An alternative, Iwō-jima, modern Iō-jima, also appeared in nautical atlases. (Tō and shima are different readings of the kanji for island (島), the shima being changed to jima in this case. ) Japanese naval officers who arrived to fortify the island before the U. S. invasion mistakenly called it Iwō-jima, and in this way, the Iwo Jima reading became mainstream and was the one used by U. S. forces who arrived during World War II. Former island residents protested against this rendering, and the Ministry of Land, Infrastructure, Transport and Tourism’s Geographical Survey Institute debated the issue and formally announced on June 18, 2007, that the official Japanese pronunciation of the island’s name would revert to the pre-war Iō-tō. Moves to revert the pronunciation were sparked by the high-profile films Flags of Our Fathers and Letters from Iwo Jima. The change does not affect how the name is written with kanji, 硫黄島, only how it is pronounced or written in hiragana, katakana and rōmaji.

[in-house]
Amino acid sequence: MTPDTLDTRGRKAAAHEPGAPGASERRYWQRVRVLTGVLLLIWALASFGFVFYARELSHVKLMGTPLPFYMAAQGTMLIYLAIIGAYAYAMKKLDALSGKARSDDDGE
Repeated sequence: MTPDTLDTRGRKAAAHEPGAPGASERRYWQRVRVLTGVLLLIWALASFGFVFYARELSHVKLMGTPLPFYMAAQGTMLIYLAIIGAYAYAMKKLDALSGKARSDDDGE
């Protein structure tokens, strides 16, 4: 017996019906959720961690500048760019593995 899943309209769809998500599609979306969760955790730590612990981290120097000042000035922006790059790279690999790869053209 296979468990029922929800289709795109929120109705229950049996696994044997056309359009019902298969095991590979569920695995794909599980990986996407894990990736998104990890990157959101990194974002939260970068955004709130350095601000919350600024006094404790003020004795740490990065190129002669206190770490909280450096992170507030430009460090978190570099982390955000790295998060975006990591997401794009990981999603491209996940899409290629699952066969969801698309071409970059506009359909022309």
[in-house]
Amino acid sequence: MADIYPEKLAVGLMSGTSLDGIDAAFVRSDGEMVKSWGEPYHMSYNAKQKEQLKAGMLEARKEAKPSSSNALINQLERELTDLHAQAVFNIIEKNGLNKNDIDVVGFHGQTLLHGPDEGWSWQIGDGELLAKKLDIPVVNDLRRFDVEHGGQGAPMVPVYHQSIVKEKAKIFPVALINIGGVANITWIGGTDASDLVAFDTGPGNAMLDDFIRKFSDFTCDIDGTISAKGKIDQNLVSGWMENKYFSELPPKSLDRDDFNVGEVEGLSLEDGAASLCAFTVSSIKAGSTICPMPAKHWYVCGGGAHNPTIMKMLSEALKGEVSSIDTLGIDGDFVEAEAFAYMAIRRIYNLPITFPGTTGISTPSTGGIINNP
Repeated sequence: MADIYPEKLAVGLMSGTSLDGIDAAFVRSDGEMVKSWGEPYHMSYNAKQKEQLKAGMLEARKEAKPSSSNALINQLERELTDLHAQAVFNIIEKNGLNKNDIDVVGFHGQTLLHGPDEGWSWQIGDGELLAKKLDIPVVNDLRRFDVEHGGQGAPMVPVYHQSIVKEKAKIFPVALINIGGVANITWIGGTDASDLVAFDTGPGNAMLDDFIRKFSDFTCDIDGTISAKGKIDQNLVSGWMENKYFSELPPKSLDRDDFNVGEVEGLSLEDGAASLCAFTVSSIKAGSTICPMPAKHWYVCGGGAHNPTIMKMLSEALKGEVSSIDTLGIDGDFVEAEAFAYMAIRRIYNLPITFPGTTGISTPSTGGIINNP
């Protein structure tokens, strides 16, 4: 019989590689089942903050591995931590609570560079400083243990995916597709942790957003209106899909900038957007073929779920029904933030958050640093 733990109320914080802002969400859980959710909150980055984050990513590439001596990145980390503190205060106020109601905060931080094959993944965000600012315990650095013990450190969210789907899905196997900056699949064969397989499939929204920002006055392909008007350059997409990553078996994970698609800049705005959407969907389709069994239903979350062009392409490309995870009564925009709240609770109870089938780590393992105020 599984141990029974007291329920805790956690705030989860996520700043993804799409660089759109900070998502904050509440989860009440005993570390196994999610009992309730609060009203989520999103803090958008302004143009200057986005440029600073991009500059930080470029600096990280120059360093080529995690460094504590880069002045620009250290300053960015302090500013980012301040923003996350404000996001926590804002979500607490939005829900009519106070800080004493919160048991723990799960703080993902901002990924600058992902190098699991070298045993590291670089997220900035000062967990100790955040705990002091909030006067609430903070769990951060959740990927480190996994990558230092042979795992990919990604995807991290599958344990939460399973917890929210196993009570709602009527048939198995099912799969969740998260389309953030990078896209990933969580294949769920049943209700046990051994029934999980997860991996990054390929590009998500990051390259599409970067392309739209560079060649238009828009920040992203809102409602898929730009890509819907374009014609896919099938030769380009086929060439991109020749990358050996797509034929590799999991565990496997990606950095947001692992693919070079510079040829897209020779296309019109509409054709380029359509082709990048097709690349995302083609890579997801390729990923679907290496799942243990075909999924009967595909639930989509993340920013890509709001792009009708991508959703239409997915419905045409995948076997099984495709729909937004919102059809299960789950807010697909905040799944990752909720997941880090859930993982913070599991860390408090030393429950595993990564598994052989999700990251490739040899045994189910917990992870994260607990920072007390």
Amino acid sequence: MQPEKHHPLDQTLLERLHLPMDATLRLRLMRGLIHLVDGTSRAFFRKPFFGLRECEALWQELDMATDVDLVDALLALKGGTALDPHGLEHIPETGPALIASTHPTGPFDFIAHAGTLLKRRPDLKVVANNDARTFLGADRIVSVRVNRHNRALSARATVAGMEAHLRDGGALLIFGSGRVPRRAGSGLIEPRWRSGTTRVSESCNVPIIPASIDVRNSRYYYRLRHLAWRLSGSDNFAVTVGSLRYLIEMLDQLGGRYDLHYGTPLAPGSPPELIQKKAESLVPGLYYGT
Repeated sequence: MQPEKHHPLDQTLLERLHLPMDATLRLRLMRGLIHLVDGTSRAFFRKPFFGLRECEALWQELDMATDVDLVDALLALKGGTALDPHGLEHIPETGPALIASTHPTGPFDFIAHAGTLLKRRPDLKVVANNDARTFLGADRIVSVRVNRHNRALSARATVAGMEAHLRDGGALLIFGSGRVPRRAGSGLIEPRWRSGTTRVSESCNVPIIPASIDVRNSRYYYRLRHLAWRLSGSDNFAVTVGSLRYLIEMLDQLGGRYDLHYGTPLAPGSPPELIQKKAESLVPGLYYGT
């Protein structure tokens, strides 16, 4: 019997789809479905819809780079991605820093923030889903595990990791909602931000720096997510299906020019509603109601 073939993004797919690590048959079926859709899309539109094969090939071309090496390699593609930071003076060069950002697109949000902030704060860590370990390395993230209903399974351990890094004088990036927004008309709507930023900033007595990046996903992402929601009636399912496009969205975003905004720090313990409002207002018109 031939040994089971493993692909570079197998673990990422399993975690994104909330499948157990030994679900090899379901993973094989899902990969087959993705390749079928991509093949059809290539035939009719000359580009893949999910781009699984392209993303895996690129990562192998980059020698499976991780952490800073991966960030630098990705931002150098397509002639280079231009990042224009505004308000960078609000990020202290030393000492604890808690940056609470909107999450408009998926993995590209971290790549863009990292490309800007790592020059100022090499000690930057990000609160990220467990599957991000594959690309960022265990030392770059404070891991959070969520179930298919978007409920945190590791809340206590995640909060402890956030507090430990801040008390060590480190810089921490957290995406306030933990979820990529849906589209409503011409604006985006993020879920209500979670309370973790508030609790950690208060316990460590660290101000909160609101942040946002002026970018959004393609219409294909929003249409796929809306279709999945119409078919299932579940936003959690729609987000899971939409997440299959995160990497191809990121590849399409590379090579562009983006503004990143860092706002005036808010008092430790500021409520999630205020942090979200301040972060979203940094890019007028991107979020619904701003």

Iwo jima silhouette vector, It is just a matter of minutes.